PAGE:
Ancient Monuments

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Loch nam Bat, still 1790m north of Wester Balnagrantach

A Scheduled Monument in Aird and Loch Ness, Highland

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Latitude: 57.3657 / 57°21'56"N

Longitude: -4.5067 / 4°30'24"W

OS Eastings: 249331

OS Northings: 833354

OS Grid: NH493333

Mapcode National: GBR H977.Y3R

Mapcode Global: WH3FS.R447

Entry Name: Loch nam Bat, still 1790m N of Wester Balnagrantach

Scheduled Date: 27 September 2007

Source: Historic Environment Scotland

Source ID: SM11458

Schedule Class: Cultural

Category: Industrial: distilling

Location: Urquhart and Glenmoriston

County: Highland

Electoral Ward: Aird and Loch Ness

Traditional County: Inverness-shire


The monument comprises an illicit whisky still, between 250 and 100 years old, situated in wooded moorland and hidden tight into a shallow rocky gully which drains into the nearby loch.

The still consists of a sub-rectangular drystone structure, measuring 5.9 m from NE to SW by 2.7 m transversely, with two entrances to the SE. The walls are 0.9 m thick and 0.8 m high. A stone platform occupies the NE end of the interior, and the NW wall incorporates a recess measuring 2.2 m in depth by 1.5 m in breadth.

The area to be scheduled is circular on plan, centred on the still, to include the still and an area around in which evidence associated with its construction and use may survive, as shown in red on the accompanying map.

Source: Historic Environment Scotland

Statement of Scheduling

Cultural Significance

The monument's archaeological significance can be expressed as follows:

Intrinsic characteristics: The monument consists of an upstanding structure, indicating a good degree of preservation. Despite the development of surrounding woodland, subsequent landuse as moorland and its close relationship with water means that there is high potential for further associated archaeological deposits to be preserved. Its location, beyond but not too far from settlement, hidden on broken, heathery moorland near running water, in an environment which would have provided the fuel and other resources necessary for the illicit distilling of whisky, is typical of this class of monument.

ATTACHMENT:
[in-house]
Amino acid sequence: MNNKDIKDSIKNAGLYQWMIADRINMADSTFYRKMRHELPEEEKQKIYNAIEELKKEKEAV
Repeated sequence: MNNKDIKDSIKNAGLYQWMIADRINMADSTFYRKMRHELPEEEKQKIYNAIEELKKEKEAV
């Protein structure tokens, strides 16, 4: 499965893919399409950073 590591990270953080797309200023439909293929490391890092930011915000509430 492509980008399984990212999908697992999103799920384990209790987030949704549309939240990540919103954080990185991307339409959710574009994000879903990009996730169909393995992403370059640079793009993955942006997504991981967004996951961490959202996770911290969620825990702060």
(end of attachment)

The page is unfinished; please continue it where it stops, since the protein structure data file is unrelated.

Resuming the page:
Contextual characteristics: By their hidden nature, illicit stills have proved hard to identify in the archaeological record; only 23 have been identified throughout Scotland, and few others may survive. However, they played an important role in the construction and reproduction of the identities and mentalities of West Highland farming, and later crofting communities, occupying a place at the centre of small-scale acts of resistance against Improvement ideologies and government legislation, and providing a vital economic cruck to support disenfranchised subsistence-farming populaces.

National Importance

The monument is of national importance because it is a rare and well-preserved example of a monument of its class. While the artefact of the metal still may no longer be present, the architectural accoutrements that housed it and the malting floor, as well as related organic materials are likely to be preserved. It has the potential to inform future research into the local methods of illicit distilling as well as the role illicit whisky production played within the economies and identities of farming communities in Highland Scotland. Its loss would substantially reduce our ability to understand these issues.

Source: Historic Environment Scotland



RCAHMS record the monument as NH43SE55.

Source: Historic Environment Scotland

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